Thursday, May 26, 2011

Be perfect... really?



I wish I could call myself a "recovering perfectionist." Then it would seem as if I had figured it out, figured out how to let go of being so cautious and so focused on doing the "right" thing.

But I haven't figured it out. I have a constant tension between diving deep into the freedom of Christ and completely distrusting my own ability to walk the narrow path... even to fully grasp the boundaries of the narrow path.

For years I struggled with the verse in Matthew in which Jesus says

...you are to be perfect, as your heavenly Father is perfect. 
~ Matthew 5:48 ~

But isn't this completely impossible if this is also true?...

for all have sinned and fall short of the glory of God 
~ Romans 3:23 ~

The LORD has looked down from heaven upon the sons of men
      To see if there are any who understand,
      Who seek after God. 

They have all turned aside, together they have become corrupt;
      There is no one who does good, not even one. 

~ Psalm 14:2-3 ~

Eventually I decided that Jesus had to have been stating the goal. We all have to work toward something, right? Why not set the goal to be like Jesus, like our Father... perfect?

Well, sort of.

While I still believe that perfection is the goal - God's goal - the flaw in my reasoning was the work part.  I had in my mind that it was me who had to strive for perfection.  And that if I failed I was a failure.

Obviously failure was a given.

I bumped into that pesky word "perfect" again recently as I was studying Philippians 1. I am currently mostly reading from the New American Standard, in which Philippians 1:6 is translated...

For I am confident of this very thing, that He who began a good work in you will perfect it until the day of Christ Jesus. 
~ Philippians 1:6 ~

Unlike in the verse from Matthew, in this verse perfect is a verb, not an adjective.

I have a bit of an obsession with words, and I recalled that in the New International Version it is translated as "complete," so I dashed to the shelf, grabbed a few more versions and a few concordances, and dug in.

The Greek word translated as perfect is epiteleo. It means to fulfill further, to execute, accomplish, finish, do, perform. It also shows up in these verses from the NAS (I've noted epiteleo in bold):

But now finish doing it also, so that just as there was the readiness to desire it, so there may be also the completion of it by your ability.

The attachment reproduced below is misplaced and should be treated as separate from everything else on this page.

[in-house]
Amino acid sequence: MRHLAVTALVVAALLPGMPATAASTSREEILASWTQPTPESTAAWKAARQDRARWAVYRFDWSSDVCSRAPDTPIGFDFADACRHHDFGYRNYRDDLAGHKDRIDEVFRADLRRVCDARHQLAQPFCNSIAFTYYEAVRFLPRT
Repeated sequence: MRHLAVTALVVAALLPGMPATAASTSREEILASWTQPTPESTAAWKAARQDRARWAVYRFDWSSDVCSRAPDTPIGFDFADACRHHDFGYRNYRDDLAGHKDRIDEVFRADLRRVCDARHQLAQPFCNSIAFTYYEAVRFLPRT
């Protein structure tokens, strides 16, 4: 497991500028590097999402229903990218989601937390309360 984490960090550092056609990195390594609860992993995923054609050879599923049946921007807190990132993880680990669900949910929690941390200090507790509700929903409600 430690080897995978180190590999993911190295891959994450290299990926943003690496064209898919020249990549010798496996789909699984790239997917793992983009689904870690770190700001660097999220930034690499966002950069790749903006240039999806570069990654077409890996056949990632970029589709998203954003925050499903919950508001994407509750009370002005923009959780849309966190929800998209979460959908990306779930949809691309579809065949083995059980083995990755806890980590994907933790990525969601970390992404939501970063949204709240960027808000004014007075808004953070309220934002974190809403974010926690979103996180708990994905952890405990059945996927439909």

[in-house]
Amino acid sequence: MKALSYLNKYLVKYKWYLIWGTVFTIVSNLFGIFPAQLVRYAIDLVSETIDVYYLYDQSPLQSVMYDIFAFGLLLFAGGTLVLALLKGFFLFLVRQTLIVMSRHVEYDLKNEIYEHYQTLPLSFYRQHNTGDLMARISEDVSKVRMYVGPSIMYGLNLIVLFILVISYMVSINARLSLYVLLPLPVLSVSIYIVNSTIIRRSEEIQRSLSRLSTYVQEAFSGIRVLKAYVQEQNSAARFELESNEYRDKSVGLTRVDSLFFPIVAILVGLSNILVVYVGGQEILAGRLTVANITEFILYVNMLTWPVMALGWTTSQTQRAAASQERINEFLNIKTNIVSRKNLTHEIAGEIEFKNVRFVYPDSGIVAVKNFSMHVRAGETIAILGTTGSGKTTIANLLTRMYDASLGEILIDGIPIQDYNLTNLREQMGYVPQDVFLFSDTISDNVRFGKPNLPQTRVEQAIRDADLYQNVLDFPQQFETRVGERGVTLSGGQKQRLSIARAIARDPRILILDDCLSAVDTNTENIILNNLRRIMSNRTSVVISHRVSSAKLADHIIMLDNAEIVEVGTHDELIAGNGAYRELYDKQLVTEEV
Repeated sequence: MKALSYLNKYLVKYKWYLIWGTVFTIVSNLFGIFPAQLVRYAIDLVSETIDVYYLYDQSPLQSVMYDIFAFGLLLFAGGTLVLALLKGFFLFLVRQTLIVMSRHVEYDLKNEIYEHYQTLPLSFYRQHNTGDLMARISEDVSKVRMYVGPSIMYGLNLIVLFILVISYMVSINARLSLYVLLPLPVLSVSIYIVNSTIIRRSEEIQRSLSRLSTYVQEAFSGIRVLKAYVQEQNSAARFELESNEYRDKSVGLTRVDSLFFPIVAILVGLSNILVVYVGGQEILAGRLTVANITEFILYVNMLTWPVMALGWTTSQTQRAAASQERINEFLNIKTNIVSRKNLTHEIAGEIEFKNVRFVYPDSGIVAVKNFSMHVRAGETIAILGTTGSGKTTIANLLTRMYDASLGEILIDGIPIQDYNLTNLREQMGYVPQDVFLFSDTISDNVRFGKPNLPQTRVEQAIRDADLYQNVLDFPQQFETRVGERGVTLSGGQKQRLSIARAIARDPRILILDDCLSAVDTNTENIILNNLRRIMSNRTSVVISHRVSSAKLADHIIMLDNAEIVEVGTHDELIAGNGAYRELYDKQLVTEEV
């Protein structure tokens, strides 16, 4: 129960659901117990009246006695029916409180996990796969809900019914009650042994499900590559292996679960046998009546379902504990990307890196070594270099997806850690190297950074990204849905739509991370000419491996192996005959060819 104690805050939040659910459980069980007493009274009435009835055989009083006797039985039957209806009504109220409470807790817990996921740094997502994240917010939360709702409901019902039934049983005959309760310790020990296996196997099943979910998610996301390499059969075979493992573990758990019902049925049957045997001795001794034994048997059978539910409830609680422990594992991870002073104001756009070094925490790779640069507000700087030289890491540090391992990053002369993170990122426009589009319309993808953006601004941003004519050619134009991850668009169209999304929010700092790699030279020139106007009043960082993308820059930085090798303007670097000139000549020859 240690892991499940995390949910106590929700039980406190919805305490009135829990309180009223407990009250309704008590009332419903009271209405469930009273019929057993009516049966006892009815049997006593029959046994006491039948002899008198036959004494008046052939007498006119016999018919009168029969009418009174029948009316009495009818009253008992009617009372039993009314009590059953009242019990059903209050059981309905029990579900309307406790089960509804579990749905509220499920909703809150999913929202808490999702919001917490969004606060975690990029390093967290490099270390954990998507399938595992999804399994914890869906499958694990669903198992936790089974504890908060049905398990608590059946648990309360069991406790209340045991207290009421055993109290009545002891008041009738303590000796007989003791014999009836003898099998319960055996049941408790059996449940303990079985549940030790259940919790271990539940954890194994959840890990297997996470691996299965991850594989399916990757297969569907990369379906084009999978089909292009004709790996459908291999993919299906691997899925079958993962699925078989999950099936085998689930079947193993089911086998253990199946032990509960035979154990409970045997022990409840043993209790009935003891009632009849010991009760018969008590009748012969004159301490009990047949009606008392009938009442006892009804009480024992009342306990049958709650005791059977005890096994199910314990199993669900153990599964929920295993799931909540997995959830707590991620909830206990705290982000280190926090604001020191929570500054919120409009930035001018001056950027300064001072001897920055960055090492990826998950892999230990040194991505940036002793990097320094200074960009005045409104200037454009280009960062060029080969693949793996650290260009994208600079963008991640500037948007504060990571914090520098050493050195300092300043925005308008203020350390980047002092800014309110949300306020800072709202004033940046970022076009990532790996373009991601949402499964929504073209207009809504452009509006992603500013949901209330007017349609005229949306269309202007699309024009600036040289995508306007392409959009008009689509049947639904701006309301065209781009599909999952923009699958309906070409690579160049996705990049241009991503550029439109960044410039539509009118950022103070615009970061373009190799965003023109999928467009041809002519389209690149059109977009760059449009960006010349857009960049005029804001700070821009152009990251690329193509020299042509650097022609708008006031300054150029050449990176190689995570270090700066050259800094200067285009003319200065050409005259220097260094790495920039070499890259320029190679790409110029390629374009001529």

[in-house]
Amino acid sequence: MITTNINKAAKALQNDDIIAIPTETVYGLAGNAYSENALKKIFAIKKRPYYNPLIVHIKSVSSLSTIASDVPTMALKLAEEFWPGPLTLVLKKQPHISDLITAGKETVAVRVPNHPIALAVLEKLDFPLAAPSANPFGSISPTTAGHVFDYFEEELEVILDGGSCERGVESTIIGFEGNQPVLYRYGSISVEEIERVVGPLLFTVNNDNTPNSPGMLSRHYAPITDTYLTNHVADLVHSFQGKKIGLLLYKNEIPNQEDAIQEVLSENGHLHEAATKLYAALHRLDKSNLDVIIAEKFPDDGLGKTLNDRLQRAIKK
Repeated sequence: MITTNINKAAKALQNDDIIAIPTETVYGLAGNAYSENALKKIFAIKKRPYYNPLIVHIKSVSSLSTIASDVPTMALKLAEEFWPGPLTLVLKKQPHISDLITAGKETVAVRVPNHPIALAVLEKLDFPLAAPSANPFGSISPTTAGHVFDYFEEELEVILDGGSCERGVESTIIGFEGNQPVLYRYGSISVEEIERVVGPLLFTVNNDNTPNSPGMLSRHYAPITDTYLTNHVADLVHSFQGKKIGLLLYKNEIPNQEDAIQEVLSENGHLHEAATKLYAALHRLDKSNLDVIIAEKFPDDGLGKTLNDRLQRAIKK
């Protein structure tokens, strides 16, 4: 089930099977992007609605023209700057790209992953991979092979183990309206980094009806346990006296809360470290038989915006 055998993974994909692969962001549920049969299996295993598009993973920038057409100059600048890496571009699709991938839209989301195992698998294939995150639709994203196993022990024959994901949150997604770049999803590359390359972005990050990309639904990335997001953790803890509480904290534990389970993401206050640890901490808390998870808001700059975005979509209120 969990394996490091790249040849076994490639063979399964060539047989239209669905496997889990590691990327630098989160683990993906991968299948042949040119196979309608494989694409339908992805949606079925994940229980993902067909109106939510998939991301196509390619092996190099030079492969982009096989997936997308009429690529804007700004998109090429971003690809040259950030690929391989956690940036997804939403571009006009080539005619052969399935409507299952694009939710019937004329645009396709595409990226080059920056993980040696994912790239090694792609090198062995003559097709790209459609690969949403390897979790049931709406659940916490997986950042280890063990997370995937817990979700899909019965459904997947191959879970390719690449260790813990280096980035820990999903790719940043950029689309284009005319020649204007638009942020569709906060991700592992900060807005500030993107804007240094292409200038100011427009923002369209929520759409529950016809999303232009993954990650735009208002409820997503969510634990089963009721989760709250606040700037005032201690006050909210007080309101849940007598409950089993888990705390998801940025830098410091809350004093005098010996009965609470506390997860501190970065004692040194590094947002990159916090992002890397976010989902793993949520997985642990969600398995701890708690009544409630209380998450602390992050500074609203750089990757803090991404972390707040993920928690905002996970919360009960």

~ 2 Corinthians 8:11 ~

Therefore, when I have finished this, and have put my seal on this fruit of theirs, I will go on by way of you to Spain. 
~ Romans 15:28 ~

So I don't have to exactly be perfect, as in perfect now, I just have to let Him perfect me, finish me, complete me. Because

...He who began a good work in you will perfect it...
~ Philippians 1:6 ~ 

I can rest in the truth that it is God who perfects me, not me. Not only that, but He is the one who began it and His completion is yet to come.

But I still can't avoid the fact that Jesus did say

...you are to be perfect, as your heavenly Father is perfect. 
~ Matthew 5:48 ~

That sure sounds like a command. Like I am supposed to do something.

I went back to my concordance to look up the Greek word in Matthew that is translated as perfect.  This time the word is teleios, which means... (drum roll please)... complete.  Finished.

Be complete.

It should be pretty obvious that I can't complete myself. The only way to be complete is to be in absolute communion with our Holy God.  The only way to be finished is to become the real me, the one God meant for me to be before the beginning of time.

And the only way to be the real me is to lose myself in Him.

It's just this: my idea of perfection has been based on flawed reasoning. It is based on worldly things, some maybe not completely worldly, but absolutely colored by my I'm-so-stuck-in-this-body glasses. My warped idea of perfection includes me never ever doing the wrong thing, never letting anyone down, always behaving in a loving and gentle manner. And being thoroughly, exhaustingly careful to ensure it.

But it seems like God's idea of perfection is being made whole, complete, finished. I'm just not seeing anything that says "Work yourself into a frenzy to make sure you don't do one single thing wrong."

As far as I can tell, the only way to obey Jesus' admonition to "be perfect" is to be with Him. Because that's the only way I will get anywhere near being the real me, being completed and finished. I've come to realize that I don't even really know the real me because the more I let Him into my life, the more I am surprised by what changes.

What I can't escape is this:
  1. It's not about what I can do to be a better person, but about what God will do if I let Him
  2. It is a process and it is not going to be finished until the day of Christ Jesus
What then?

Time to stop striving so hard. Time to remember to constantly dwell in His presence. Time to rest and be still.

Perfection, completion... it is only possible in Him.



photo by Patti Brown


I'm linking up with my friend Michelle  this week...





1 comment:

  1. I think what you said about perfection being the goal is really important - if we aim at nothing we usually hit it. Also that it is God who does it - my favourite verse is Psalm 18:32 - 'It is God who arms me with strength and makes my way perfect'. I recently was reading in Grudem's Theology about God's role and our role in sanctification - and we both have a part to play, which is why both sides come up in the Bible. But I do think it is so important to depend on God for help, and like you said to realise we won't actually get to perfection till heaven, and that He is full of grace, so then we won't worry about it but just get up again when we fail :)

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